What Gay and Bisexual Men Can Do
All gay and bisexual men can

  • Find out about HIV, STIs, and other health issues that affect gay and bisexual men.
  • Learn the HIV risk of different sex behaviors and choose less risky behaviors. (For example, oral sex is much less risky than anal sex).
  • Use condoms correctly every time they have sex.
  • Reduce their number of sex partners.
  • Get tested for STIs at least once a year.
  • Get tested for HIV and STIs by visiting the National HIV and STD Testing Resources site, text a ZIP code to Know IT (566948), or calling 1-800-CDC-INFO (232-4636).
  • Speak out against stigma, homophobia, racism, and other forms of discrimination associated with HIV and AIDS.

Sexually active HIV-negative gay and bisexual men can

  • Get tested for HIV at least once a year.
  • Take HIV medication to prevent HIV infection if you are at high risk for infection.
  • Ask your healthcare provider about post-exposure prophylaxis (PEP) immediately (within 72 hours) after a single, high-risk possible exposure to HIV.

Sexually active HIV-positive gay and bisexual men can:

  • Get life-extending care and treatment and learn how to prevent transmission to others.
  • Share their HIV status with all sex partners.

Save The Koala Day


The aim of Save the Koala Day is to raise awareness of the plight of the koala and to educate people. The Australian Koala Foundation raises money with sales of stickers, special Koala Day gifts, items and donations.

The money contributes to the long term survival of Australia's wild koalas and their habitat. Koalas in the wild face problems as their habitat is cleared. With housing getting closer, there is also the risk of dog attacks and road accidents.80% of koala habitat is on private land and the public needs to be educated on how to help to keep the koala habitat alive and safe. Simple measures like planting new and maintaining existing trees that koalas like to feed on and keeping dogs secure at night go a long way to help.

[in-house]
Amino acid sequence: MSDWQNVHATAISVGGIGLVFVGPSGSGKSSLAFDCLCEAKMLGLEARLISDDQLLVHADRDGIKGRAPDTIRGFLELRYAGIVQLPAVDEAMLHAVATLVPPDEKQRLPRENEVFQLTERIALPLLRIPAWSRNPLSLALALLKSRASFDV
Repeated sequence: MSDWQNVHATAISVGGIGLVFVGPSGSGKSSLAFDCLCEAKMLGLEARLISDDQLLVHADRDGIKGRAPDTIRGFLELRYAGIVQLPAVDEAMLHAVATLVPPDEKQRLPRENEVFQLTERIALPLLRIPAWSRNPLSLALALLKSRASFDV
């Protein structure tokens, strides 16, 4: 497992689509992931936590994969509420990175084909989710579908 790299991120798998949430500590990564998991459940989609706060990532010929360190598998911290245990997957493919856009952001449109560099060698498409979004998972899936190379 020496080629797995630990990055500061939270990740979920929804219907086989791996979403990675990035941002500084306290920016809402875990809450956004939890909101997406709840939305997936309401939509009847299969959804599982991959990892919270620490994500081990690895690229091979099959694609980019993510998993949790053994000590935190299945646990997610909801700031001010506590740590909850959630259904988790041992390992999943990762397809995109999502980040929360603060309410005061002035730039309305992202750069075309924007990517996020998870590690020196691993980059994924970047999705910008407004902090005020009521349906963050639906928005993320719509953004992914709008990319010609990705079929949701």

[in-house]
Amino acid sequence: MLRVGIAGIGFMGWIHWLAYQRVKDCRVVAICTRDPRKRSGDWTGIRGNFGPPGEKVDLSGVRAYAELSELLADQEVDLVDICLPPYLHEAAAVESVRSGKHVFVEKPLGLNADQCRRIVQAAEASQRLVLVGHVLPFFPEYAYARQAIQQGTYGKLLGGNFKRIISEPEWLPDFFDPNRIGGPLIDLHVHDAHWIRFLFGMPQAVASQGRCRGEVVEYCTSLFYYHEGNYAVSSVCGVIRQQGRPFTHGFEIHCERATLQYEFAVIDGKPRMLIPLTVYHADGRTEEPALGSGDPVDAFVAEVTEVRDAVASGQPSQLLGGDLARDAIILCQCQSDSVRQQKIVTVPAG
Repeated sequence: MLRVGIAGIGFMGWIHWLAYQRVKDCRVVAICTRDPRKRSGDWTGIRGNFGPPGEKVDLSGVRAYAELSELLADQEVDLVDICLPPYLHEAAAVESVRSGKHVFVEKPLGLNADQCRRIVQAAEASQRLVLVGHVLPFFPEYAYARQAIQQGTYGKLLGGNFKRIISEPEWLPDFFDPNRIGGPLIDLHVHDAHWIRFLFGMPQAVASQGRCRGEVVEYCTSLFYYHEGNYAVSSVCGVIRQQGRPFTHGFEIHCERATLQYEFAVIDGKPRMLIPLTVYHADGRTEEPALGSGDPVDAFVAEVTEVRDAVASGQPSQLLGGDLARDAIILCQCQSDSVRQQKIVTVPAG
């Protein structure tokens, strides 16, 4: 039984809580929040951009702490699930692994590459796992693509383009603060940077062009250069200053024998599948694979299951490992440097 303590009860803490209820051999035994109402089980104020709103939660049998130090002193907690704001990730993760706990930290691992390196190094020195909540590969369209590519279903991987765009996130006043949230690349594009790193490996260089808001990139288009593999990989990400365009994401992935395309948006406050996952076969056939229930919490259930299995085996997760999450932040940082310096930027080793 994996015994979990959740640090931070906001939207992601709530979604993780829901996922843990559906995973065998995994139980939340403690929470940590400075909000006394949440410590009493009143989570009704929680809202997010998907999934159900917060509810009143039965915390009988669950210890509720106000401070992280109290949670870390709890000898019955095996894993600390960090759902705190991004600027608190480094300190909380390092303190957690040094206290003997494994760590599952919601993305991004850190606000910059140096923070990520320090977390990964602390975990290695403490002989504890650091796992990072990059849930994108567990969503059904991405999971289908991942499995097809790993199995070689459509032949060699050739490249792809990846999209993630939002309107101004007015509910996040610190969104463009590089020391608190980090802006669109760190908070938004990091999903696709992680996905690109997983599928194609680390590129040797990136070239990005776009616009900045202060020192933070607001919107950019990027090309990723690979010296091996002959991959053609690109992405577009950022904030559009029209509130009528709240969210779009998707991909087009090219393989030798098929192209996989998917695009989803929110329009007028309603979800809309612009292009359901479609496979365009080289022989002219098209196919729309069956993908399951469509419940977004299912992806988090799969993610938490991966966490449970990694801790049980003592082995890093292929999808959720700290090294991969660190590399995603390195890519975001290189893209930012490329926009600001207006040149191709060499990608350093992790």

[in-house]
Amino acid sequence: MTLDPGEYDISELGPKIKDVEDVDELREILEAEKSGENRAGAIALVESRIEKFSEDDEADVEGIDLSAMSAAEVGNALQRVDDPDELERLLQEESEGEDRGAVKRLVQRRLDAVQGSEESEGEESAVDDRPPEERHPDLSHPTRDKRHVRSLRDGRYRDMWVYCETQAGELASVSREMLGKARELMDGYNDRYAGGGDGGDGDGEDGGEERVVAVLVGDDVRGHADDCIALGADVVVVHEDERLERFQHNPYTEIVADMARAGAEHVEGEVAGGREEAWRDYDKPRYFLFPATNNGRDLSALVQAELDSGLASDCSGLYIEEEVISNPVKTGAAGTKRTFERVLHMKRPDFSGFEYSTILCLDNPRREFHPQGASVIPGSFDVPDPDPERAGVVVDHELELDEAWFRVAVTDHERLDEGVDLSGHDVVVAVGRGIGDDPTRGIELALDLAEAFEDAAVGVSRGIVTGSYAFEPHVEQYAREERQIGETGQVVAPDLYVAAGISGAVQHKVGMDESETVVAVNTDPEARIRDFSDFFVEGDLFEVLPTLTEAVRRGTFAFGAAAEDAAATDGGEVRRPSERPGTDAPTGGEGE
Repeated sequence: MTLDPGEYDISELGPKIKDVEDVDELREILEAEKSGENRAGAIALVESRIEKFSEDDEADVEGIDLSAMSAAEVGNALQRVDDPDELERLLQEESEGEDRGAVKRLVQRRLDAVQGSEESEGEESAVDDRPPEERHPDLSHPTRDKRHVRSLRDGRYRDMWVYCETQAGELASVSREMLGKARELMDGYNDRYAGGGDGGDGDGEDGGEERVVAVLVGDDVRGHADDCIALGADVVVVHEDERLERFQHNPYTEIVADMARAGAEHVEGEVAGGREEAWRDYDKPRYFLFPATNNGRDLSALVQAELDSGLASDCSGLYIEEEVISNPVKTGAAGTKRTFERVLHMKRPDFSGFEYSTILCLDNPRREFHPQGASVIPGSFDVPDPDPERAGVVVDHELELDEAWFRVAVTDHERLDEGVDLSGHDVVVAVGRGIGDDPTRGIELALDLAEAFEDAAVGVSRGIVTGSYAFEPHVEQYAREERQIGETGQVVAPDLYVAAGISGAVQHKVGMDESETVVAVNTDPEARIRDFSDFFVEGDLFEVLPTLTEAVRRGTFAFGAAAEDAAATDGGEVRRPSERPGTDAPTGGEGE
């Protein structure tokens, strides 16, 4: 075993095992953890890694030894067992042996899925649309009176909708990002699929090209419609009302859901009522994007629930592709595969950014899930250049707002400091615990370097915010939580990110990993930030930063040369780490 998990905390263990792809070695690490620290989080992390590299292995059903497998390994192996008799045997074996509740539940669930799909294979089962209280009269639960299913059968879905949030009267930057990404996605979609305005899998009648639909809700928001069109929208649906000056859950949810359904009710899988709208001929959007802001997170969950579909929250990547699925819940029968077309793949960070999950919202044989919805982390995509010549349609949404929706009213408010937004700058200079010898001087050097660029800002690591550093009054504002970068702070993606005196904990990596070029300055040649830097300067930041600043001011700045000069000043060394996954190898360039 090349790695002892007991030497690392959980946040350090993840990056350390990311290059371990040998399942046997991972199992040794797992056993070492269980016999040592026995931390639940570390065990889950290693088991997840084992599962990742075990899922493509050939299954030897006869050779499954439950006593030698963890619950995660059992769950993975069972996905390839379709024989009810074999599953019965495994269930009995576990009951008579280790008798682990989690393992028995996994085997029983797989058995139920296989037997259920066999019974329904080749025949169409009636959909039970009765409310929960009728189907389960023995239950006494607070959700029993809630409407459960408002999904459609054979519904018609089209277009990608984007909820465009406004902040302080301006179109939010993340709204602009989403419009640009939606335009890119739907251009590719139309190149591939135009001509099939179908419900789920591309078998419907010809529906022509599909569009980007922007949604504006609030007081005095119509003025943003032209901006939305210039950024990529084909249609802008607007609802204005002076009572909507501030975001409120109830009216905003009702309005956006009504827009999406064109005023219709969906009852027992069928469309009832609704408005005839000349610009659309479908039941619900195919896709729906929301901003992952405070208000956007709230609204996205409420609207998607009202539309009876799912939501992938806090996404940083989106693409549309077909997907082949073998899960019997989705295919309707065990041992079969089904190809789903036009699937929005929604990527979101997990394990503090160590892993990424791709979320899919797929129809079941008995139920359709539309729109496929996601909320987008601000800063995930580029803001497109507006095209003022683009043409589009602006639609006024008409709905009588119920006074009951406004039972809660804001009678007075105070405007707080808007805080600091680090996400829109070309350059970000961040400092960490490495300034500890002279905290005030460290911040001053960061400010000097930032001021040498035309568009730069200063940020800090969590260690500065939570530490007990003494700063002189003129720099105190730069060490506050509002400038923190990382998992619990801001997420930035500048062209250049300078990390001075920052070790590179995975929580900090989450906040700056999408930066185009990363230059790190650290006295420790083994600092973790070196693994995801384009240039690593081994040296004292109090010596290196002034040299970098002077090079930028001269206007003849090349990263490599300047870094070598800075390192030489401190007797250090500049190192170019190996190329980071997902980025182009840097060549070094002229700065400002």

Despite there being large populations of koalas in some areas, other areas are very fragile due to the degradation of the habitat. Public education is necessary and the Australian Koala Foundation has done a lot to enable this including implementing the Save the Koala Day.

World Tourism Day


Since 1980, the United Nations World Tourism Organization has celebrated World Tourism Day on September 27. This date was chosen as on that day in 1970, the Statutes of the UNWTO were adopted. The adoption of these Statutes is considered a milestone in global tourism. The purpose of this day is to raise awareness on the role of tourism within the international community and to demonstrate how it affects social, cultural, political and economic values worldwide. At its Twelfth Session in Istanbul, Turkey, in October 1997, the UNWTO General Assembly decided to designate a host country each year to act as the Organization's partner in the celebration of World Tourism Day.

At its Fifteenth Session in Beijing, China, in October 2003, the Assembly decided the following geographic order to be followed for World Tourism Day celebrations: 2006 in Europe; 2007 in South Asia; 2008 in the Americas; 2009 in Africa and 2011 in the Middle East.